Magnetic resonance imaging as a surrogate measure for histological sub-chronic endpoint in a neonatal rat stroke model

Brain Res. 2005 Dec 20;1066(1-2):49-56. doi: 10.1016/j.brainres.2005.10.043. Epub 2005 Dec 5.


Introduction: It is becoming increasingly recognized that CNS immaturity at birth affects ischemic injury and recovery, and that the consequences of neonatal stroke need to be studied using age-appropriate focal stroke models. The inclusion of magnetic resonance imaging (MRI) as a surrogate measure of stroke progression has provided useful information in adult models, but the benefit for neonatal stroke studies is yet to be established.

Methods: Postnatal 7-day (P7) rats were subjected to a 3-h transient occlusion of the middle cerebral artery (MCA) which was produced either by inserting a filament via the external carotid artery or via the internal carotid artery. MRI was used to delineate the size and pattern of injury acutely, during MCA occlusion, and 7 days following reperfusion.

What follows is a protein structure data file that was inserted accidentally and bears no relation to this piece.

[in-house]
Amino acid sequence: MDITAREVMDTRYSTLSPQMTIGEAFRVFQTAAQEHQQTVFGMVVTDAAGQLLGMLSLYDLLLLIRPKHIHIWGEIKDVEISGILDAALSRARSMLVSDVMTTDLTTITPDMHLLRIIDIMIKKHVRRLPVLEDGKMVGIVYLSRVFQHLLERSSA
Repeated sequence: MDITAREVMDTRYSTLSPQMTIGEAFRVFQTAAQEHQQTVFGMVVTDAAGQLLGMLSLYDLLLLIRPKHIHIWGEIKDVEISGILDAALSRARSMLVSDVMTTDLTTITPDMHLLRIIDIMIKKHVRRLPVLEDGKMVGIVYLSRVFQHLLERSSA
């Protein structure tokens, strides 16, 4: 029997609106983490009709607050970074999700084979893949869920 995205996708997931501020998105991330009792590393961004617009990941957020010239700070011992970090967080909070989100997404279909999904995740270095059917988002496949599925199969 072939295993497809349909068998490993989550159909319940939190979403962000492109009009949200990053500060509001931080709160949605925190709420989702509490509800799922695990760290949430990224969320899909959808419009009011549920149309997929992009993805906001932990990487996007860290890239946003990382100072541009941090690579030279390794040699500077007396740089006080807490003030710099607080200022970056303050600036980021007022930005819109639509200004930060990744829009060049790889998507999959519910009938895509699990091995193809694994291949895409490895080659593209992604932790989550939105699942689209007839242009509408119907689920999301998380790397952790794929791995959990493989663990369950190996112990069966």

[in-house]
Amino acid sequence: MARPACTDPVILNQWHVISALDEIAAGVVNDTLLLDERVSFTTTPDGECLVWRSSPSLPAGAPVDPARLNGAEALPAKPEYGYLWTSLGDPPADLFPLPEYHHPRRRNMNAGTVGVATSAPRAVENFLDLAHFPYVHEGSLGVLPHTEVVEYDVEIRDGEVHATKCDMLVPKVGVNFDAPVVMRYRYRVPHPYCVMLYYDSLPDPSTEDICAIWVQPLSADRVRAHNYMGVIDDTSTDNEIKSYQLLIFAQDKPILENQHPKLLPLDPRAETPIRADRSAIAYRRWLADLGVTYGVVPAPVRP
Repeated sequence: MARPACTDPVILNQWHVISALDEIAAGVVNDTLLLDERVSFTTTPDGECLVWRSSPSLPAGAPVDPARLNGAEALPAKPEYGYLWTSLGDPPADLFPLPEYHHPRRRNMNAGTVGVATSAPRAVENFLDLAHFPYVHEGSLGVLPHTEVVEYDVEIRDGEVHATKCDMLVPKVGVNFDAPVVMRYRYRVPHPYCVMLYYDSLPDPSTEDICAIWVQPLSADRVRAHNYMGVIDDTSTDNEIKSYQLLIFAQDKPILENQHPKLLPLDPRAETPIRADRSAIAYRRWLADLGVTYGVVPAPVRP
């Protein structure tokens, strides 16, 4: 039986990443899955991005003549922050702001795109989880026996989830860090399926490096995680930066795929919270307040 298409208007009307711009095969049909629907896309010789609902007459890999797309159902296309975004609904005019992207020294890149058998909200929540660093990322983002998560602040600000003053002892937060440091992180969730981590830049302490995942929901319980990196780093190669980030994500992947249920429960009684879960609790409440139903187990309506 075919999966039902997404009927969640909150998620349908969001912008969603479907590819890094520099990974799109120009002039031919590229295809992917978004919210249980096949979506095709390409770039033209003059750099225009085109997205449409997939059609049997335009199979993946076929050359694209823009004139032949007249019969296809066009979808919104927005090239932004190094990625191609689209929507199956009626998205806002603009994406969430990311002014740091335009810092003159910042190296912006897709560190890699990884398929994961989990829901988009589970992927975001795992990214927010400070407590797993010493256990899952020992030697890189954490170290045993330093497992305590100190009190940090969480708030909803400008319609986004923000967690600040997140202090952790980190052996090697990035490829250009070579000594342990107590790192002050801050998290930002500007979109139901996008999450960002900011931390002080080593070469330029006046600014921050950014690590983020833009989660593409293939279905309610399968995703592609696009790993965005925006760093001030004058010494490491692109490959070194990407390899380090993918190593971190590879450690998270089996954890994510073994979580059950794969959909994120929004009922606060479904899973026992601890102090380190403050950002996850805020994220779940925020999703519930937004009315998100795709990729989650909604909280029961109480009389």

Results: The size of the diffusion-weighted (DW) MRI-detectable injury during MCA occlusion was similar following both surgical procedures and resulted in histological lesions 7 days later in all animals. The extent of spontaneous recovery in individual animals varied substantially 7 days later within each group, as was depicted by a combination of DW- and T2W-MRI and confirmed by the corresponding histology.

Conclusions: The ability of MRI to provide accurate information on the size of histological outcome at 7 days after neonatal focal transient ischemia suggests that MRI is useful as an intermediate surrogate measure of injury progression in long-term neonatal stroke studies.

Publication types

  • Research Support, N.I.H., Extramural
  • Research Support, Non-U.S. Gov't

MeSH terms

  • Animals
  • Animals, Newborn / physiology*
  • Electron Spin Resonance Spectroscopy
  • Female
  • Fluorescent Antibody Technique
  • Glial Fibrillary Acidic Protein / metabolism
  • Infarction, Middle Cerebral Artery / pathology
  • Magnetic Resonance Imaging*
  • Rats
  • Rats, Sprague-Dawley
  • Stroke / pathology*


  • Glial Fibrillary Acidic Protein